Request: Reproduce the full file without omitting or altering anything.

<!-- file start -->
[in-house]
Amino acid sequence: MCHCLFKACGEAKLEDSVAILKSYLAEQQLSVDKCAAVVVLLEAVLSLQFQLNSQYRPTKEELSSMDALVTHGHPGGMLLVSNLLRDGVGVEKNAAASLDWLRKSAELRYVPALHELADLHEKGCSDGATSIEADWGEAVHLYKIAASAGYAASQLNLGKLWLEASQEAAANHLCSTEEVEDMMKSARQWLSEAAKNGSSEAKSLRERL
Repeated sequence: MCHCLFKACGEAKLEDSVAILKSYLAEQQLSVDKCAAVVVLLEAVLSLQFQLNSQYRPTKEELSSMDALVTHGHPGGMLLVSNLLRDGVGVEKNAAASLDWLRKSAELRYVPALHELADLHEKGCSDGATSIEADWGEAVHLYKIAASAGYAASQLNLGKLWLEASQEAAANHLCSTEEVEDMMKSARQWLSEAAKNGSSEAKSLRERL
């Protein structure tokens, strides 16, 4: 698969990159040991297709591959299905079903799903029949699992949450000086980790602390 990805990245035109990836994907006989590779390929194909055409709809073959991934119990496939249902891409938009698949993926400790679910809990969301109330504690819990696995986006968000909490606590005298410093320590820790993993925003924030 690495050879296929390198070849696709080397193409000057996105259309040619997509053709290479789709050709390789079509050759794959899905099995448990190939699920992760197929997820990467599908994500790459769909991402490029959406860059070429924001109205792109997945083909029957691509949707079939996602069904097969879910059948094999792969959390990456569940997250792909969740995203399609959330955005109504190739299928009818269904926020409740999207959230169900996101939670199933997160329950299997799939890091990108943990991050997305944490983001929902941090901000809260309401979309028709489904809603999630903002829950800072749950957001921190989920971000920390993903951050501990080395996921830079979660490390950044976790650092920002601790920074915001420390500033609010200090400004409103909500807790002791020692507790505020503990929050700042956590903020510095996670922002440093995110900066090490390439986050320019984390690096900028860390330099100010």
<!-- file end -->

[in-house]
Amino acid sequence: MCHCLFKACGEAKLEDSVAILKSYLAEQQLSVDKCAAVVVLLEAVLSLQFQLNSQYRPTKEELSSMDALVTHGHPGGMLLVSNLLRDGVGVEKNAAASLDWLRKSAELRYVPALHELADLHEKGCSDGATSIEADWGEAVHLYKIAASAGYAASQLNLGKLWLEASQEAAANHLCSTEEVEDMMKSARQWLSEAAKNGSSEAKSLRERL
Repeated sequence: MCHCLFKACGEAKLEDSVAILKSYLAEQQLSVDKCAAVVVLLEAVLSLQFQLNSQYRPTKEELSSMDALVTHGHPGGMLLVSNLLRDGVGVEKNAAASLDWLRKSAELRYVPALHELADLHEKGCSDGATSIEADWGEAVHLYKIAASAGYAASQLNLGKLWLEASQEAAANHLCSTEEVEDMMKSARQWLSEAAKNGSSEAKSLRERL
């Protein structure tokens, strides 16, 4: 698969990159040991297709591959299905079903799903029949699992949450000086980790602390 990805990245035109990836994907006989590779390929194909055409709809073959991934119990496939249902891409938009698949993926400790679910809990969301109330504690819990696995986006968000909490606590005298410093320590820790993993925003924030 690495050879296929390198070849696709080397193409000057996105259309040619997509053709290479789709050709390789079509050759794959899905099995448990190939699920992760197929997820990467599908994500790459769909991402490029959406860059070429924001109205792109997945083909029957691509949707079939996602069904097969879910059948094999792969959390990456569940997250792909969740995203399609959330955005109504190739299928009818269904926020409740999207959230169900996101939670199933997160329950299997799939890091990108943990991050997305944490983001929902941090901000809260309401979309028709489904809603999630903002829950800072749950957001921190989920971000920390993903951050501990080395996921830079979660490390950044976790650092920002601790920074915001420390500033609010200090400004409103909500807790002791020692507790505020503990929050700042956590903020510095996670922002440093995110900066090490390439986050320019984390690096900028860390330099100010």